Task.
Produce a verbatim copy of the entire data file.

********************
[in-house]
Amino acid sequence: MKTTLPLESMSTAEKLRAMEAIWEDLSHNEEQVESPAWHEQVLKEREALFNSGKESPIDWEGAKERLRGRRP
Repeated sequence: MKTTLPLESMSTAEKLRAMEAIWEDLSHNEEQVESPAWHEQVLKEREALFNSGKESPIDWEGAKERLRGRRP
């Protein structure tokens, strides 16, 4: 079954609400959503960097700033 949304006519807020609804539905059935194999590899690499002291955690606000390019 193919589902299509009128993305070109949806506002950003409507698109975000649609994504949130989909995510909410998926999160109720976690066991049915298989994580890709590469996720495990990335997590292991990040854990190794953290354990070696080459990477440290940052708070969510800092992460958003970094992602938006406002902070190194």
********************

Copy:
[in-house]
Amino acid sequence: MKTTLPLESMSTAEKLRAMEAIWEDLSHNEEQVESPAWHEQVLKEREALFNSGKESPIDWEGAKERLRGRRP
Repeated sequence: MKTTLPLESMSTAEKLRAMEAIWEDLSHNEEQVESPAWHEQVLKEREALFNSGKESPIDWEGAKERLRGRRP
């Protein structure tokens, strides 16, 4: 079954609400959503960097700033 949304006519807020609804539905059935194999590899690499002291955690606000390019 193919589902299509009128993305070109949806506002950003409507698109975000649609994504949130989909995510909410998926999160109720976690066991049915298989994580890709590469996720495990990335997590292991990040854990190794953290354990070696080459990477440290940052708070969510800092992460958003970094992602938006406002902070190194």